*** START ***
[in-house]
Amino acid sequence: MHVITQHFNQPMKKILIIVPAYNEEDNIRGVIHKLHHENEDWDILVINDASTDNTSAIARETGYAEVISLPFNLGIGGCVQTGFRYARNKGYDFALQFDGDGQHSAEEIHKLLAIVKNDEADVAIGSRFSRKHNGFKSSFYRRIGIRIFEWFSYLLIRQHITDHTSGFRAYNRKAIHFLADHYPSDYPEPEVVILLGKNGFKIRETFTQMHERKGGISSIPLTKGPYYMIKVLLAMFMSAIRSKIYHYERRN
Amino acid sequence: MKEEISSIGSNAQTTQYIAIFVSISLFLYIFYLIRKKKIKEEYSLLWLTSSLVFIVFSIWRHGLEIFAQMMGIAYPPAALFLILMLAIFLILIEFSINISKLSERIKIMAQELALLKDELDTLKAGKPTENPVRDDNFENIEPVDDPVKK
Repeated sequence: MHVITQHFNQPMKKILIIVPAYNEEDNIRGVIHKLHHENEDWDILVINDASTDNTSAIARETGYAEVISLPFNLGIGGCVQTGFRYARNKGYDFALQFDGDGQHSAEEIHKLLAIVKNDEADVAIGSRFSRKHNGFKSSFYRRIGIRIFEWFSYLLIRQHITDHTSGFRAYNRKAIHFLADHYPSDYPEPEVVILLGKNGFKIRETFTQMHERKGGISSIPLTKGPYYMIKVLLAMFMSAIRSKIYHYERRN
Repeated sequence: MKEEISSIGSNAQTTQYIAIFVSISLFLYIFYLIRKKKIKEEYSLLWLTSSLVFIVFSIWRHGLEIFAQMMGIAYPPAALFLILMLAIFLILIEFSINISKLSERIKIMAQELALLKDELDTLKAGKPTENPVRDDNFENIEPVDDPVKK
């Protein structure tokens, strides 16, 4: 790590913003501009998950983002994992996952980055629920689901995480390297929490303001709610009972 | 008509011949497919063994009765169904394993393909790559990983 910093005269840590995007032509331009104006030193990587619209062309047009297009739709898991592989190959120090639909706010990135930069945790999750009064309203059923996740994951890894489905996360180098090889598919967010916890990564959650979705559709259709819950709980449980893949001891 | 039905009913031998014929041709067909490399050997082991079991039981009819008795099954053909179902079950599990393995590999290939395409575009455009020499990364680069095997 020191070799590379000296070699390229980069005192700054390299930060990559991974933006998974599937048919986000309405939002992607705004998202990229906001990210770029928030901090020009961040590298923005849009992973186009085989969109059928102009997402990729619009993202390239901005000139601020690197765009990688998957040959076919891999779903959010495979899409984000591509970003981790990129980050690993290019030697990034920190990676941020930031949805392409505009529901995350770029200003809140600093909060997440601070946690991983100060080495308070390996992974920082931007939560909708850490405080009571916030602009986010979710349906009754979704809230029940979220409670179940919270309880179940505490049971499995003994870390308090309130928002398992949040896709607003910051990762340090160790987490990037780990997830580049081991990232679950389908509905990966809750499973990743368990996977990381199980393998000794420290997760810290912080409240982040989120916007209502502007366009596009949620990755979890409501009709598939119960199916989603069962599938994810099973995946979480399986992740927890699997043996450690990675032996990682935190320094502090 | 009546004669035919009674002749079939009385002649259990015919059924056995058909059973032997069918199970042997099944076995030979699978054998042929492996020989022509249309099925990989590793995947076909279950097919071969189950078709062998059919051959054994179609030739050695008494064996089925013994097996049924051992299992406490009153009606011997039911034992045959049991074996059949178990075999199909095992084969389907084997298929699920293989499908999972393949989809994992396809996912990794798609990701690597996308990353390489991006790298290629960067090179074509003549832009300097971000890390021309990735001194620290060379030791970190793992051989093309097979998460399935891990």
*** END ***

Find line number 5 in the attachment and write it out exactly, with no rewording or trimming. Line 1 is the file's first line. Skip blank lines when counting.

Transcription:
Repeated sequence: MKEEISSIGSNAQTTQYIAIFVSISLFLYIFYLIRKKKIKEEYSLLWLTSSLVFIVFSIWRHGLEIFAQMMGIAYPPAALFLILMLAIFLILIEFSINISKLSERIKIMAQELALLKDELDTLKAGKPTENPVRDDNFENIEPVDDPVKK